Aus This region is typified by the Succulent Karoo. The distinctive climatic characteristics of the Succulent Karoo make it different from all other deserts in the world. Rainfall is reliable and predictable, falling mostly in winter, and prolonged droughts are rare. The Succulent Karoo’s botanical diversity is unparalleled by any other arid region on earth and is the world’s only plant hotspot that is entirely arid.
This ecoregion is home to greater than 5,000 higher plant species, nearly 40 percent of which are endemic, and 18 percent of which are threatened. It has the richest succulent flora in the world, harbouring about one-third of the world’s approximately 10,000 succulent species. Other unique features include the diversity of miniature succulents
(435 spp.) and geophytes (bulb-like plants 630 spp.). The ecoregion is also a center of diversity and endemism for reptiles and many invertebrate taxa, especially monkey beetles (Rutelinae: Hoplinii).
The Namib Desert ecoregion to the north is characterized by extremely low and variable summer rain (less than 50 mm per year), and extremely sparse plant cover, dominated by ephemerals. To the east lies the Nama Karoo ecoregion, a low open shrub-land with variable grass cover and highly variable rain that falls mainly in the late summer months.
Luderitz – Aus (125 km) (FB) (camping)
There is time to join an optional extra excursion, a marine trip, take a cruise around Luderitz bay and, weather permitting, to Halifax Island to see the Jackass Penguins. N.B: The boat cruise is subject to availability and, if undertaken, will be for the clients own risk and expense.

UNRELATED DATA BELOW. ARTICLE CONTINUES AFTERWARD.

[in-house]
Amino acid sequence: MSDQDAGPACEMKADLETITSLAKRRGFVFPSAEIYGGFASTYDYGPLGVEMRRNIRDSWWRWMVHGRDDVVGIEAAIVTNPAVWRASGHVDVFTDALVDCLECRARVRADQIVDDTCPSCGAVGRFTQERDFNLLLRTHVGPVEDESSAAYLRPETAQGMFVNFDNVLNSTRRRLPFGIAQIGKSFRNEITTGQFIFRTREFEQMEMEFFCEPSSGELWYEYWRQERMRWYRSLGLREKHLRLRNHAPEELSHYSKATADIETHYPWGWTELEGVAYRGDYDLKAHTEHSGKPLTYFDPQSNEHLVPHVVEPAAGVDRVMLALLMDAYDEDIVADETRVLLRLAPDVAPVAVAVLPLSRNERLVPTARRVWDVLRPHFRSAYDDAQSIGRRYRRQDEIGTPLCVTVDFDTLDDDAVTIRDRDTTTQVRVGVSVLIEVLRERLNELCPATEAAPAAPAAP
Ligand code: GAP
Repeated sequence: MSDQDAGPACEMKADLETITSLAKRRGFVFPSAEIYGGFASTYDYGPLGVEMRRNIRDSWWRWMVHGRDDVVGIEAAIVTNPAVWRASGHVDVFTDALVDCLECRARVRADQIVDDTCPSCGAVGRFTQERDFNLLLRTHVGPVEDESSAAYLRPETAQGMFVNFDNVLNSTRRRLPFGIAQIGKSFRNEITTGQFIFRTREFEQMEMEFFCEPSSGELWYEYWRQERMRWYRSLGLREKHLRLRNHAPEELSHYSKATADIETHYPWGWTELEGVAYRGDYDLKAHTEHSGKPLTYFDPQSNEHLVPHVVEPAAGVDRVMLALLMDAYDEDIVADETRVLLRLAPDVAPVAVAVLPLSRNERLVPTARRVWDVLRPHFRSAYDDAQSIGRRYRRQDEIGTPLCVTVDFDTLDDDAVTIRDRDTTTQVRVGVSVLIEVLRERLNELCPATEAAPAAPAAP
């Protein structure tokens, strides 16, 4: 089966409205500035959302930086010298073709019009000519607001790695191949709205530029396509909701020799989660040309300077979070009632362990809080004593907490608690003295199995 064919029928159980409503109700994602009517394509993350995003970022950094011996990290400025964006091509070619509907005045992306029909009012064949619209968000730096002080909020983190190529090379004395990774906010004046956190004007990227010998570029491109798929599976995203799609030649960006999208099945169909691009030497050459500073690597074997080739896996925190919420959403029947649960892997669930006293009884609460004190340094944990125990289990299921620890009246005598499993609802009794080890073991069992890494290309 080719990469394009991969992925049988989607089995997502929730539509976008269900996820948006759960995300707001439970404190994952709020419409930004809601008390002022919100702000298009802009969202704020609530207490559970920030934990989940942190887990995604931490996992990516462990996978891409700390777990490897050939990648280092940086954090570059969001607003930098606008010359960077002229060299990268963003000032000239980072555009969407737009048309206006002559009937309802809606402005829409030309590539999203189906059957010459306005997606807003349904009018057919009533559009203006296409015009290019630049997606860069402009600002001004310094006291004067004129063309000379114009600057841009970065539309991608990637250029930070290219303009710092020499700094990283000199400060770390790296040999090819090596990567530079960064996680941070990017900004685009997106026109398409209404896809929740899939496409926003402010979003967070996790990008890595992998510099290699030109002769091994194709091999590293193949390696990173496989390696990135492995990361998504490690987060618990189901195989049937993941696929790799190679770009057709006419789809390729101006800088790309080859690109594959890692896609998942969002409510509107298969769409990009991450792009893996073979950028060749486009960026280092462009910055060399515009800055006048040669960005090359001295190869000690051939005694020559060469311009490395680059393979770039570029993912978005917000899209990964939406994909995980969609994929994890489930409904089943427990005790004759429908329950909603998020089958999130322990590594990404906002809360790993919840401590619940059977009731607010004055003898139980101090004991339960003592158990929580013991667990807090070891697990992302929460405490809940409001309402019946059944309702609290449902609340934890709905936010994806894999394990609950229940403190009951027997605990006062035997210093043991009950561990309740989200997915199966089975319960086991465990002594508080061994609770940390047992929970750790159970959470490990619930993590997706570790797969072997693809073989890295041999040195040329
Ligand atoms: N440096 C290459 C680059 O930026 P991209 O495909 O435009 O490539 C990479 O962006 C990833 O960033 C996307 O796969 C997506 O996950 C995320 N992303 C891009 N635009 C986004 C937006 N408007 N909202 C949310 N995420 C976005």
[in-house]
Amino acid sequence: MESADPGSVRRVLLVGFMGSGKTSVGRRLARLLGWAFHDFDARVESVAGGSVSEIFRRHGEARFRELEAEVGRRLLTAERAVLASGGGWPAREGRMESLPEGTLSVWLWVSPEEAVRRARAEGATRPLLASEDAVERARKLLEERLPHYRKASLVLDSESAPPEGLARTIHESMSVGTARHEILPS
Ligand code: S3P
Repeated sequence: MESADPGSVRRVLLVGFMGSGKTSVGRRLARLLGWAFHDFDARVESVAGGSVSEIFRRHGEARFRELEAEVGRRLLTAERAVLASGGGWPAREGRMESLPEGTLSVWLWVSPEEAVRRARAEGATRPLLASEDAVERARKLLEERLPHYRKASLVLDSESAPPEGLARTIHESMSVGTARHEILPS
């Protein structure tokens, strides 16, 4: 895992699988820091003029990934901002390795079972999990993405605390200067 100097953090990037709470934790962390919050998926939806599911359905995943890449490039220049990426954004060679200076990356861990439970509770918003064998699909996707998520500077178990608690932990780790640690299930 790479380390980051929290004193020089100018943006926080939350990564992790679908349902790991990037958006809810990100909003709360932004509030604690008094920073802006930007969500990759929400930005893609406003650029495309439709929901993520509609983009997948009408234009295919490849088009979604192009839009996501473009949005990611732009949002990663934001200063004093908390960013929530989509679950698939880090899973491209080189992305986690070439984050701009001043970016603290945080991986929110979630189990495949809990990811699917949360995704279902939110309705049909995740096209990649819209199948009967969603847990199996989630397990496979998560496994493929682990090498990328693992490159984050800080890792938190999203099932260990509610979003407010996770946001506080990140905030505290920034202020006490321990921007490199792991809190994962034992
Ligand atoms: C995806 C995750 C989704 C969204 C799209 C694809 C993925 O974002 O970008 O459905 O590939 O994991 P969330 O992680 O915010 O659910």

Time to explore Luderitz Town with its traditional German architecture and later we will take a drive out to Diaz Point to see the bird life, hopefully a few seals and the stone cross replica, originally erected by the Portuguese mariner Bartholomew Diaz.
Straight after the marine trip we drive out to Kolmanskop, a desert ghost town about 20 km out of Luderitz. It was built in the 1920’s during the diamond rush and was abandoned when bigger and better diamonds were found further along the coast. The area is still abandoned and the desert has encroached over the entire town, giving an eerie feeling and real meaning to the word “ghost”.
We sleep tonight at Klein Aus Vista, a private reserve, beautifully located in the Aus Mountain Range, (Huib-HochPlateau region). The road takes us through the “forbidden Zone” so named because in years gone by, the alluvial diamonds found in Namibia were simply scattered across the desert and we again have time to enjoy sunset over the mountains.
Overnight: Klein-Aus Vista – Desert Horse Campsite Large old camel thorn trees greet camping guests at the Desert Horse Campsite in a small valley of the Aus mountains. Each of the ten sites is equipped with a tap, table, grill and windbreak. Neat shower and toilet facilities are within easy reach of each site. Barbecue packs are available at the reception of Desert Horse Inn (1.5 km); those who like to skip cooking for a change are more than welcome at the Inn’s restaurant (subject to space available, please enquire upon arrival). Several hiking trails run through the valley; the Sundowner Trail leads to a lookout point where you can watch the sun disappear behind the distant horizon at the far end of vast desert plains. The Desert Horse Campsite is just 20 km away from the habitat of the Wild Horses.
Kolmanskop Amongst the sands of the Namib, the crumbling buildings of a small, once-luxurious town emerge from the drifting dunes. This ghost town is Kolmanskop, a reminder of the wealth of a time when diamonds could be picked by hand from the desert, and a remarkable photographic opportunity with few equals anywhere on earth.
Included Full Board